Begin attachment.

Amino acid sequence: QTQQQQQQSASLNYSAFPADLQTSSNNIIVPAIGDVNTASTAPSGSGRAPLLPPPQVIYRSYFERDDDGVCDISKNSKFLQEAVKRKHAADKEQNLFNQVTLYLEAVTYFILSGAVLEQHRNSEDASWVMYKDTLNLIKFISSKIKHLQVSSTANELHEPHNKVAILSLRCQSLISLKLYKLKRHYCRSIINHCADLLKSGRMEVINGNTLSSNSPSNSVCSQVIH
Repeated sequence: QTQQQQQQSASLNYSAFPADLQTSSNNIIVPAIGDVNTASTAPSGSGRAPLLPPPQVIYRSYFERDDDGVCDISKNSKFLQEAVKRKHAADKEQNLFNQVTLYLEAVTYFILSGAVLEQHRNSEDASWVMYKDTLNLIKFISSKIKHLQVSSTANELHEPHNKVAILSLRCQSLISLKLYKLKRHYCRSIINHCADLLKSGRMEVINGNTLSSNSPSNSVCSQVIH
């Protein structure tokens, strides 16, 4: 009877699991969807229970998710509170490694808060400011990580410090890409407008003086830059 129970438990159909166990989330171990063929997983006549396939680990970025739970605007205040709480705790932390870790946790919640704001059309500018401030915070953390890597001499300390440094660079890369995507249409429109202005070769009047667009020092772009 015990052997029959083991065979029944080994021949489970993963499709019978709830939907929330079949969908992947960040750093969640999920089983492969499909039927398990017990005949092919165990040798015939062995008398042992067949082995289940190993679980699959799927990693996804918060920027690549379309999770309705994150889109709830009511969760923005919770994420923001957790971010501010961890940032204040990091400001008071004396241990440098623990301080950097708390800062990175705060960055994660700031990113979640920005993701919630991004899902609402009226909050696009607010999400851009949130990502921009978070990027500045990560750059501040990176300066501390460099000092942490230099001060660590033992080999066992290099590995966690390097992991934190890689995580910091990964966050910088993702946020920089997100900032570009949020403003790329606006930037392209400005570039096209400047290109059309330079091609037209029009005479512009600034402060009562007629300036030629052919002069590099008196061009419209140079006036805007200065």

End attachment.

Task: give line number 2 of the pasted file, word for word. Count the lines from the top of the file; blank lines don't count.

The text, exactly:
Repeated sequence: QTQQQQQQSASLNYSAFPADLQTSSNNIIVPAIGDVNTASTAPSGSGRAPLLPPPQVIYRSYFERDDDGVCDISKNSKFLQEAVKRKHAADKEQNLFNQVTLYLEAVTYFILSGAVLEQHRNSEDASWVMYKDTLNLIKFISSKIKHLQVSSTANELHEPHNKVAILSLRCQSLISLKLYKLKRHYCRSIINHCADLLKSGRMEVINGNTLSSNSPSNSVCSQVIH